An integrated sample with a selection of the best releases in international cinematography will be screened in this edition of FICM, including: Ammonite, by Francis Lee; Siberia, by Abel Ferrara; The Trouble with Nature, by Illum Jacobi; Te llevo conmigo, by Heidi Ewing; Soy Greta by Nathan Grossman; The Truffle Hunters, by Michael Dweck and Gregory Kershaw; and Nomadland, by Chloé Zhao, winner of the Golden Lion at the last Venice Film Festival.
The film Berlin Alexanderplatz, by Burhan Qurbani, premiered at the last Berlin Film Festival, will also have its Latin American premiere with the support of the Goethe-Institut Mexiko.
The Forum on Indigenous Peoples will be held with the involvement of the filmmakers Norma Delia Robles Carrillo, Litay Ortega, Nicolás Rojas Sánchez, Uriel Nute Kujin, Adolfo Fierro, Juan González, Saúl Kak, Andrea Santiago, Itandehui Jansen, Elke Franke and Laura Plancarte.
With the support of the French Embassy in Mexico, a selection of films from the Critics’ Week at the 2020 Cannes Film Festival will be presented during this edition of the festival, among them: After Love, by Aleem Khan; Gold for Dogs, by Anna Cazenave Cambet; and Beasts, by Naël Marandin. Spring Blossom, by Suzanne Lindon, and Love Affair (s), by Emmanuel Mouret, part of the official selection for the 73rd Cannes Festival, will also be featured.
The 18th FICM is grateful for the invaluable and generous support of the Government of the State of Michoacán and its various dependencies, the Secretariat of Tourism of Michoacán, the Honorable City Council of Morelia, the Trust for the Promotion and Promotion of Tourist Activity of the State of Michoacán (FIFOPRATUR ), the Secretariat of Culture, Cinépolis, the Mexican Film Institute (IMCINE), the Cineteca Nacional, the General Directorate of Cinematographic Activities – UNAM Film Library, the Televisa Foundation, the Secretariat of Culture of Mexico City through the Trust for the Promotion and Development of Mexican Cinema (PROCINE), the Universidad Michoacana de San Nicolás de Hidalgo, the allied media and each of the instances that make this event possible.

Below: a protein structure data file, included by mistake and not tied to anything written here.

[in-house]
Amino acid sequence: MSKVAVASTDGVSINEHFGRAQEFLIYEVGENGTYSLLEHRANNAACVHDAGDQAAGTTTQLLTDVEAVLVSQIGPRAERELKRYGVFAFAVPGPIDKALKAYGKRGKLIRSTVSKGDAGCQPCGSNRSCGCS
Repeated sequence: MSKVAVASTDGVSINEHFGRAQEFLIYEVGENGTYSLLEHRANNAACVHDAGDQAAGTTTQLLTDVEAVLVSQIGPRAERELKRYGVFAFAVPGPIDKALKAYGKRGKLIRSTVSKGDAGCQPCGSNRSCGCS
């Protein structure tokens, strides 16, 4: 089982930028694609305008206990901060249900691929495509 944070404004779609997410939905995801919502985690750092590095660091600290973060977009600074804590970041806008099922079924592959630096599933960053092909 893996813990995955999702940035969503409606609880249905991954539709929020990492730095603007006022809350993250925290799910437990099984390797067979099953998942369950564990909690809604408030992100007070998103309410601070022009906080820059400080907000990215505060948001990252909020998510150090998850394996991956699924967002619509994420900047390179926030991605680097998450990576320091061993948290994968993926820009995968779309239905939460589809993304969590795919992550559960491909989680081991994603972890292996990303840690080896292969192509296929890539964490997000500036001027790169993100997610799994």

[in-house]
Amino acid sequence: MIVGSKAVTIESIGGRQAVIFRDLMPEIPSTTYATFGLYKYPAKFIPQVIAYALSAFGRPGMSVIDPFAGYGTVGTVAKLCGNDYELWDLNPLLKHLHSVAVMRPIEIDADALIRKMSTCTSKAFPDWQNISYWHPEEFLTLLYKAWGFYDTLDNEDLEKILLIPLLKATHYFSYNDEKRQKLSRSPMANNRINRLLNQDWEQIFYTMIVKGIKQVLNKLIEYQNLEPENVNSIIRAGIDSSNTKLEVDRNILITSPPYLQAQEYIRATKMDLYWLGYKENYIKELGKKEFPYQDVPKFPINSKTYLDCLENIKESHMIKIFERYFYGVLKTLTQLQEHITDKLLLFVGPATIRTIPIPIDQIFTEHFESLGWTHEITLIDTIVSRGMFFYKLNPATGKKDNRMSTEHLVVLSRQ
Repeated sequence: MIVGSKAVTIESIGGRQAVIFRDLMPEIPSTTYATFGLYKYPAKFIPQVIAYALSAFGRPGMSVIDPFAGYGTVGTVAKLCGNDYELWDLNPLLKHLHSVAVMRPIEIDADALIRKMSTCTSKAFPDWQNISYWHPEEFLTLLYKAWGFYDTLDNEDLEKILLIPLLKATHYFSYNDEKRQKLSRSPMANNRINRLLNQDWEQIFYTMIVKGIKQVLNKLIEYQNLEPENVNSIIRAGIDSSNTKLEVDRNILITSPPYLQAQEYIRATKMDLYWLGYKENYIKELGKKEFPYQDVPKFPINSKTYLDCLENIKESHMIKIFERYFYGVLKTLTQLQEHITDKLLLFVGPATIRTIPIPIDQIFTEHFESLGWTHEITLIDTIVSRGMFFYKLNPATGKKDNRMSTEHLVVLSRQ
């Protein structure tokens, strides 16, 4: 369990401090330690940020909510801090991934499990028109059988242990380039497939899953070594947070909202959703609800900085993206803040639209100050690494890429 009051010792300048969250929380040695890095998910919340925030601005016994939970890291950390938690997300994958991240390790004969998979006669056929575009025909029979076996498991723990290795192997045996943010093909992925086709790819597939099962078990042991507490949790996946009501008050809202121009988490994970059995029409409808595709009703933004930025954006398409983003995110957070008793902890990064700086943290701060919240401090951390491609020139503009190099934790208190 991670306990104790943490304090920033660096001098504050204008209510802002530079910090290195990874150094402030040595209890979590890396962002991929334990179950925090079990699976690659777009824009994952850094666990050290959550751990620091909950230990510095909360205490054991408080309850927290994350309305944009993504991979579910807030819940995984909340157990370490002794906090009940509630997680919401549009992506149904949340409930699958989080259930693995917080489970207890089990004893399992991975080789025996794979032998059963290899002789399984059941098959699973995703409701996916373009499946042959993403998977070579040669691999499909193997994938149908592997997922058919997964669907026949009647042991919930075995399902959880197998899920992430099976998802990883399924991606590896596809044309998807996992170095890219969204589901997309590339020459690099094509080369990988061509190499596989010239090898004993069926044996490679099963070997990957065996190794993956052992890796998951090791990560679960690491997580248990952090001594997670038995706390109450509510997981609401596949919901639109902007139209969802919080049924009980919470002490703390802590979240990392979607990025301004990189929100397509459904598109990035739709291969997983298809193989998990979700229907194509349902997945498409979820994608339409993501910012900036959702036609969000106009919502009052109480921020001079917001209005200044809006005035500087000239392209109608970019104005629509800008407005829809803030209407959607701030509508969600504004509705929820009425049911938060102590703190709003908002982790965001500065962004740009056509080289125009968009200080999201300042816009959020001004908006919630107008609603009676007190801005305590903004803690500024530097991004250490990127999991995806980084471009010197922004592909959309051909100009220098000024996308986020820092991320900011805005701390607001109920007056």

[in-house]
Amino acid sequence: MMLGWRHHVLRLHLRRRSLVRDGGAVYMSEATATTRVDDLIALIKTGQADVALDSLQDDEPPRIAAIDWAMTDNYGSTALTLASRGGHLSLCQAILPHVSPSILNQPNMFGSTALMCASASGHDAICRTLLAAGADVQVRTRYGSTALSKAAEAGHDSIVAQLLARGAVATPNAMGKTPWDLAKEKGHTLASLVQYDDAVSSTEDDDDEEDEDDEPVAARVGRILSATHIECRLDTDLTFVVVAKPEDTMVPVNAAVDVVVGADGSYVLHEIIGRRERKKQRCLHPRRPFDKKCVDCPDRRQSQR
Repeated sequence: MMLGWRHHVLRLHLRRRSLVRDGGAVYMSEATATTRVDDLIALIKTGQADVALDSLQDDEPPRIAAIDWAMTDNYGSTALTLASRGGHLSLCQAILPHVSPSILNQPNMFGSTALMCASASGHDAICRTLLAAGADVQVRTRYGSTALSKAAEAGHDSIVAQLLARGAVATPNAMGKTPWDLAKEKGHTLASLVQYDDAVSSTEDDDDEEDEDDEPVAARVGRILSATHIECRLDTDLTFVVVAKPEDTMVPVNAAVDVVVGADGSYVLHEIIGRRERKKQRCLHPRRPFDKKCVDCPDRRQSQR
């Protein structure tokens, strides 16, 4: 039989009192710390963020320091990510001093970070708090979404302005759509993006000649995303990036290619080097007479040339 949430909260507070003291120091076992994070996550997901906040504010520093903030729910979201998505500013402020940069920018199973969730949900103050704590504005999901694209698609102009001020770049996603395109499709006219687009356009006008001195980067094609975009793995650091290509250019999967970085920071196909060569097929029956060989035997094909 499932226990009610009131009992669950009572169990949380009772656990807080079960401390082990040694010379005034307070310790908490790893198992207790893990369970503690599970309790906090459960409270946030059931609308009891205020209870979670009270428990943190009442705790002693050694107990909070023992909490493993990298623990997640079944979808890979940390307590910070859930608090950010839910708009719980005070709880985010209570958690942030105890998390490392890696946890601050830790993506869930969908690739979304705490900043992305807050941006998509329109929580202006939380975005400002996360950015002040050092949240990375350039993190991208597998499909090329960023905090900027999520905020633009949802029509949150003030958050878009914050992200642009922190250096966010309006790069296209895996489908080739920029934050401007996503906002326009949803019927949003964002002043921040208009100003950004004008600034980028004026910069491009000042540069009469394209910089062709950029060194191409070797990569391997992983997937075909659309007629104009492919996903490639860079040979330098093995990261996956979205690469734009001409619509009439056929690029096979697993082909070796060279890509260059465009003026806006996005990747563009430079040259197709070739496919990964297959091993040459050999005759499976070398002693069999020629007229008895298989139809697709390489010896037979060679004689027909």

The festival also extends a very special thanks to the French Embassy in Mexico, UniFrance, the Goethe-Institut Mexiko, Canal 22, Cinépolis Klic and FilminLatino, as well as Mundet, HSBC, Kansas City Southern de México , XIAOMI and Nespresso, for all their support.
La The main priority of the 18th FICM is screening some of the most valuable Mexican works produced in the last year, as well as the best of international cinematography. That is why, together with allies and authorities, we have made the effort to preserve the experience of watching movies in movie theatres, sticking to terms of social responsibility that these times demand. The festival has been adjusted to a five-day event with only few in-person screenings. The rooms will be at 50% of their capacity and assigned seats will be sold during the purchase of tickets.
We would like to remind the audiences that the 18th FICM will not hold red carpets, have the presence of talent, galas, Q&A sessions with guests, social events or parties, thus complying with the stipulations set by the municipal and state governments.
We ask the general audience who don’t have a tickets to any screening at Cinépolis Morelia Centro or Cinépolis Las Américas, to enjoy this 18th FICM from home, for free, through the virtual venues of the festival: Cinépolis Klic, Channel 22 and FilminLatino. The programming of these virtual venues can be found at www.moreliafilmfest.com.
The screenings at Cinépolis Morelia Centro and at Cinépolis Las Américas will be carried out under strict adherence to the Cinépolis new normal protocol with strict sanitary cleaning and disinfection measures for each and every one of the rooms.